Data are conflicting; possible increased risk of stroke identified from ongoing safety monitoring and pooled analysis of placebo-controlled trials.19 Data on approximately 13,500 patients with COPD suggest an absolute excess risk of 2 strokes per 1000 patient-years with exposure to tiotropium compared with that of placebo.19 Other observational data involving over 32,000 patients and pooled analyses of almost 15,000 patients suggest an increased risk of mortality and/or cardiovascular events with use of inhaled anticholinergic agents, including tiotropium bromide.20 21 However, increased risk of stroke with tiotropium not revealed in a preliminary analysis of a placebo-controlled trial (Understanding the Potential Long-term Impacts on Function with Tiotropium [UPLIFT]) in approximately 6000 patients with COPD.19 Results of these analyses pending confirmation by FDA; postmarketing adverse event reports and results of the UPLIFT trial currently under review.19
Immediate hypersensitivity reactions, including angioedema, reported.5 Possible acute paradoxical bronchospasm.1 11 If such reactions occur, discontinue immediately and consider alternative therapy.1
Possible temporary blurred vision, worsening of acute angle-closure glaucoma (e.g., ocular pain or discomfort, blurred vision, visual halos, or colored images in association with conjunctival congestion and corneal edema), or pupillary dilation following inadvertent contact of tiotropium with the eyes.1 5 8 11 Miotic eye drops alone are not considered effective treatment for this condition.1 (See Advice to Patients.)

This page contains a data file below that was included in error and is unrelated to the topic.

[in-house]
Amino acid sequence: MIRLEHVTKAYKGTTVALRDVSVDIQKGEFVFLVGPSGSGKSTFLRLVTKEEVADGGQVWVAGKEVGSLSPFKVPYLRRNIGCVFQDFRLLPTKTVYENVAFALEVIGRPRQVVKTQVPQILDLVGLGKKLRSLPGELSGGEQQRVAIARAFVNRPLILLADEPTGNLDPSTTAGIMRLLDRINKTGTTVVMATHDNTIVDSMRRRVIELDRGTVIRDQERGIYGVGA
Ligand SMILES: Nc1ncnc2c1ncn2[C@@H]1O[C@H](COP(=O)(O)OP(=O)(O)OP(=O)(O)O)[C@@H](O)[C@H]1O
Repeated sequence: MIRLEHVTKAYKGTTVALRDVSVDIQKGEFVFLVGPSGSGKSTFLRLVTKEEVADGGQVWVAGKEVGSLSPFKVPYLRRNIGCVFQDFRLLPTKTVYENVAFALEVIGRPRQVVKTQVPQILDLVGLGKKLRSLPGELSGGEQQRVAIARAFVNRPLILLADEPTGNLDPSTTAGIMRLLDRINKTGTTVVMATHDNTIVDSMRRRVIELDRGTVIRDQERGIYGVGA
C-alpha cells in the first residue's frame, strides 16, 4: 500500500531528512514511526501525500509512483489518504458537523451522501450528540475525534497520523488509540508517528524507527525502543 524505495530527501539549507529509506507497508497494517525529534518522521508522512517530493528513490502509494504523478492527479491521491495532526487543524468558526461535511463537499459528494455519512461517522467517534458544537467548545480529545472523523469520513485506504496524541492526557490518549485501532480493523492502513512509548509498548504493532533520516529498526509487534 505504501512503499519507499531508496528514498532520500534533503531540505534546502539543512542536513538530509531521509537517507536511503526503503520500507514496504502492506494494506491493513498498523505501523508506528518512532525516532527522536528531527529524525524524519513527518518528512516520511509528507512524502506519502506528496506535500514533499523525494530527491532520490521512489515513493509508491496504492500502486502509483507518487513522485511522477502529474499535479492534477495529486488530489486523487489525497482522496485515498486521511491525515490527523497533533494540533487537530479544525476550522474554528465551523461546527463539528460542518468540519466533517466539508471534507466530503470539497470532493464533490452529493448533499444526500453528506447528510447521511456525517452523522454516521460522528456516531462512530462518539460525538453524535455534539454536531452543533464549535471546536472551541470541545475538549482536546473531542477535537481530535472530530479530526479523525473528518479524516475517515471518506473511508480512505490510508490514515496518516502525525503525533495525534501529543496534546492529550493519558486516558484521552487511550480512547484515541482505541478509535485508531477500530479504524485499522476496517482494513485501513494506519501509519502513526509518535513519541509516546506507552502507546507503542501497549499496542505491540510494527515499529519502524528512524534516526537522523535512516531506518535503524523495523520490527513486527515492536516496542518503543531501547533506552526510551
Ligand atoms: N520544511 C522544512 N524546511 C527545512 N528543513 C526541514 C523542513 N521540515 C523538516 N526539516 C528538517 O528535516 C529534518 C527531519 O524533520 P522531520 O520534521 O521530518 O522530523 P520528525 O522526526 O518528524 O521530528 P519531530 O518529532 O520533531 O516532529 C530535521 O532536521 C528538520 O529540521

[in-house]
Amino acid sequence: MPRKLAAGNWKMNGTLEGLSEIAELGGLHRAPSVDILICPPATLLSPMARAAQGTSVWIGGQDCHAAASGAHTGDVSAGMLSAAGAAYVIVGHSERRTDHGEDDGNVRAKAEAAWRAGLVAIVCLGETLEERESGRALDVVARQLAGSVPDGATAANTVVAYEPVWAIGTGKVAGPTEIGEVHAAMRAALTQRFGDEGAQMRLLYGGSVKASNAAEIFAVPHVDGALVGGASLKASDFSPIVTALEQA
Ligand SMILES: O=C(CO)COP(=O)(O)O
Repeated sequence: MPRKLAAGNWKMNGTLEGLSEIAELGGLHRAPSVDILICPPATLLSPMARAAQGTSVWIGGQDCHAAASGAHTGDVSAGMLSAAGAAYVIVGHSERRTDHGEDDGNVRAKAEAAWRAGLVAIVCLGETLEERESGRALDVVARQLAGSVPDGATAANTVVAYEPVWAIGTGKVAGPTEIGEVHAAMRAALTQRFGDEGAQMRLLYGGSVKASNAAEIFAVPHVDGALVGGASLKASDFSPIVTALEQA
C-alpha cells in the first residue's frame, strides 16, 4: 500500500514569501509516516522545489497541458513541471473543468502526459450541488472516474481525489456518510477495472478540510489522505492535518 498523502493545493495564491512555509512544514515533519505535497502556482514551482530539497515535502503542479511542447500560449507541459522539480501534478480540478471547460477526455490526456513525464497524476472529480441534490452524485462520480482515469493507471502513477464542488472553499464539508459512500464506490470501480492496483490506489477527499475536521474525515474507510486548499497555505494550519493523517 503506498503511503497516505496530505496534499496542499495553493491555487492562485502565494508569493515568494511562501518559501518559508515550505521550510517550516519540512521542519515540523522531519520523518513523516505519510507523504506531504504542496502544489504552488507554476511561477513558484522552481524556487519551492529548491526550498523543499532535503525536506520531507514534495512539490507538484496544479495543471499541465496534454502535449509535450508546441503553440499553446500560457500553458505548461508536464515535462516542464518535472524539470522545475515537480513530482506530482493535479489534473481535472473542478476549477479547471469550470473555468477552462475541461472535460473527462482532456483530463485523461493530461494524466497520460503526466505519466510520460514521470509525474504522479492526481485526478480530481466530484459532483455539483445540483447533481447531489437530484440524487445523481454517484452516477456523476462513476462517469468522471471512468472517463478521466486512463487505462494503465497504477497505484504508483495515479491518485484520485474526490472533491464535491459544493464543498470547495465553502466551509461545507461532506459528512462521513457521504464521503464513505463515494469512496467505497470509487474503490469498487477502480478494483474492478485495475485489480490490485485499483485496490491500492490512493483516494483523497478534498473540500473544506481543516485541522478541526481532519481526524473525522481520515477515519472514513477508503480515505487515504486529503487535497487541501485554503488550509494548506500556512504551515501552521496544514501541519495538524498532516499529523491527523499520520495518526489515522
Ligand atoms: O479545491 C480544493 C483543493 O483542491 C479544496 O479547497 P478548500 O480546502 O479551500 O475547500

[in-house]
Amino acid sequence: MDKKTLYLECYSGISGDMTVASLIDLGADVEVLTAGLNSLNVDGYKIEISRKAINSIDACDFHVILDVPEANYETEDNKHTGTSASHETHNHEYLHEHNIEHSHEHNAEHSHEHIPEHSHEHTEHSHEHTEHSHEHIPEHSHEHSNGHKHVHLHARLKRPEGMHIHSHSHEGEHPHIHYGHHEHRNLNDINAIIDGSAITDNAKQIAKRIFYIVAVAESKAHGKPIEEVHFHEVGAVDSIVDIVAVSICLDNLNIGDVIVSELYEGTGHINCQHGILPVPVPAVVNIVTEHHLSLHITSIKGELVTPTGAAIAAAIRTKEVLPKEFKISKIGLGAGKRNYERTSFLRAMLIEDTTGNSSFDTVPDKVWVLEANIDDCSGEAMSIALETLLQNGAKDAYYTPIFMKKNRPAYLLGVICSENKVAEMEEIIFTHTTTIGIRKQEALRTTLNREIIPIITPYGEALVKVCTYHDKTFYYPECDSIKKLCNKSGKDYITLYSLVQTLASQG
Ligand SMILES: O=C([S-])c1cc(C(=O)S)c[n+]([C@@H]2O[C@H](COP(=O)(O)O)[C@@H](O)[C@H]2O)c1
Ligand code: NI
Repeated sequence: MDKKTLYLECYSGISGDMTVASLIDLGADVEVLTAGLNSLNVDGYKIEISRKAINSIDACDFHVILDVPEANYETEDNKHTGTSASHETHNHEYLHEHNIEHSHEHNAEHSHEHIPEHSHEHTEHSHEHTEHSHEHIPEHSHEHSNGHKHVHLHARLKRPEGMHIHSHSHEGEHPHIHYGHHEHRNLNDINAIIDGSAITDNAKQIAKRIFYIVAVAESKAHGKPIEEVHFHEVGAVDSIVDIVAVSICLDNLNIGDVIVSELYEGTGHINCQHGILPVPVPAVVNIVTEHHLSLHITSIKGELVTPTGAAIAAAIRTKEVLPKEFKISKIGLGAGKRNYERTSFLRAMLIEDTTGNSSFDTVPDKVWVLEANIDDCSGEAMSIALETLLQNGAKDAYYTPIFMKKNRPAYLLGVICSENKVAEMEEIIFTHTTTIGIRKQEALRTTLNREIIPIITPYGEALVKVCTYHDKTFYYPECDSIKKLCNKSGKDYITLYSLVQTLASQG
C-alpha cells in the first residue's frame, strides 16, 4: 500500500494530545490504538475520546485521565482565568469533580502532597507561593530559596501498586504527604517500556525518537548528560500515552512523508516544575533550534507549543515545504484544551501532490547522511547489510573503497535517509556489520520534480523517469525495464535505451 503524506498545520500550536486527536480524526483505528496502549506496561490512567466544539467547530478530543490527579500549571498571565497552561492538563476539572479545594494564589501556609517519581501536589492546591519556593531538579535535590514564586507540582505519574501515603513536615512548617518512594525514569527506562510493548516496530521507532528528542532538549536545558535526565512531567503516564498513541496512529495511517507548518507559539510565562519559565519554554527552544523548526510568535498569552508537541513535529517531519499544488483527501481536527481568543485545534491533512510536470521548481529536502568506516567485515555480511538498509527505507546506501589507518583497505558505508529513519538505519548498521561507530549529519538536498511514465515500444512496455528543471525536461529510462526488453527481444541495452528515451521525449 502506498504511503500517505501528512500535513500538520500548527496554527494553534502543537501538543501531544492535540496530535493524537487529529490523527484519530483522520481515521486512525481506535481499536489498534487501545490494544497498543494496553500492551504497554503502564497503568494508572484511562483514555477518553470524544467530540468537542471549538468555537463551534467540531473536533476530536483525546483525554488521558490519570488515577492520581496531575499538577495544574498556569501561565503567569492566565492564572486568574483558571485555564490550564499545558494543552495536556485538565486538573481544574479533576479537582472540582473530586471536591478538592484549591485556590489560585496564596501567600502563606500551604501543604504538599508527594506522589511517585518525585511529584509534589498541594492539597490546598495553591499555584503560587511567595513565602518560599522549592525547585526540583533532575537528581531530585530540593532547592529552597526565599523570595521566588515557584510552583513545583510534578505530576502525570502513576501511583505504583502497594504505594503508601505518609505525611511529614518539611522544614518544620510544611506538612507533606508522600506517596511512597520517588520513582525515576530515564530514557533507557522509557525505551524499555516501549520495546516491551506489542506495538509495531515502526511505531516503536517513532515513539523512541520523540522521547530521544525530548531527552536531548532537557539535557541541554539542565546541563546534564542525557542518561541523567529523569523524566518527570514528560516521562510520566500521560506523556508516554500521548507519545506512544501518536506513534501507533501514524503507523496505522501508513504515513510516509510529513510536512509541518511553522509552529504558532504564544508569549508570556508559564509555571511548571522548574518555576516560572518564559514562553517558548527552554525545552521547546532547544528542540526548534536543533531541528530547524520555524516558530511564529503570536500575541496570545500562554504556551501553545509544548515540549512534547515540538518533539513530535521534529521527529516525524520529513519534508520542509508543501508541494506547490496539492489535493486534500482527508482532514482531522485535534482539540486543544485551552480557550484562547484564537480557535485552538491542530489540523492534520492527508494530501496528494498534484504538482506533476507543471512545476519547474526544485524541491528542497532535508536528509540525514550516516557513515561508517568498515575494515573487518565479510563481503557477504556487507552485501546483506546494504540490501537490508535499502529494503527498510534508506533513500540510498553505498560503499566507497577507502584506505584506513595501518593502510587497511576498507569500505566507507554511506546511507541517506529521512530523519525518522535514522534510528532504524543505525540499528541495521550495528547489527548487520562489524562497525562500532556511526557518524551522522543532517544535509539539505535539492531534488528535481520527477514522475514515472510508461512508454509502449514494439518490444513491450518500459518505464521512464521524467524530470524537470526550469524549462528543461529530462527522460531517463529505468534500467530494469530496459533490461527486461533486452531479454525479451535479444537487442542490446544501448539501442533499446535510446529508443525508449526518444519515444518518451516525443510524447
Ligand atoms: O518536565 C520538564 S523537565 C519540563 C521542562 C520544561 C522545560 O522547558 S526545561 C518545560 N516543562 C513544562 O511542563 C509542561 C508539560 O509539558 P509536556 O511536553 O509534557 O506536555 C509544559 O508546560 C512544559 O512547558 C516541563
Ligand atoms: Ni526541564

Possible urinary retention, urinary difficulty,1 or urinary tract infection.1
May worsen symptoms and signs associated with prostatic hyperplasia or bladder neck obstruction.1 11 Use with caution in patients with these conditions.1
Accidental Oral Ingestion
Acute intoxication unlikely following inadvertent oral ingestion of the dry-powder capsules for oral inhalation since the drug is not well absorbed systemically.1 Adverse effect reports uncommon following ingestion of dry-powder capsules.16
Distributed into milk in rodents; not known whether tiotropium is distributed into human milk.1 Use caution.1
Safety and efficacy not established in children <18 years of age.1 11
Possible increased incidence of dry mouth, constipation, and urinary tract infection compared with younger adults.1 However, no overall differences in efficacy relative to younger adults.1
Pharmacokinetics not evaluated, but impact of hepatic impairment should be minimal.1
Clearance may be decreased; closely monitor patients with moderate to severe renal impairment (CLcr of ≤50 mL/minute) during therapy.1
Common Adverse Effects
Upper respiratory tract infection,1 dry mouth,1 accidents,1 sinusitis,1 pharyngitis,1 urinary tract infection,1 chest pain (nonspecific),1 rhinitis,1 dyspepsia,1 abdominal pain,1 edema (dependent),1 constipation,1 vomiting,1 infection,1 moniliasis,1 epistaxis,1 myalgia,1 rash.1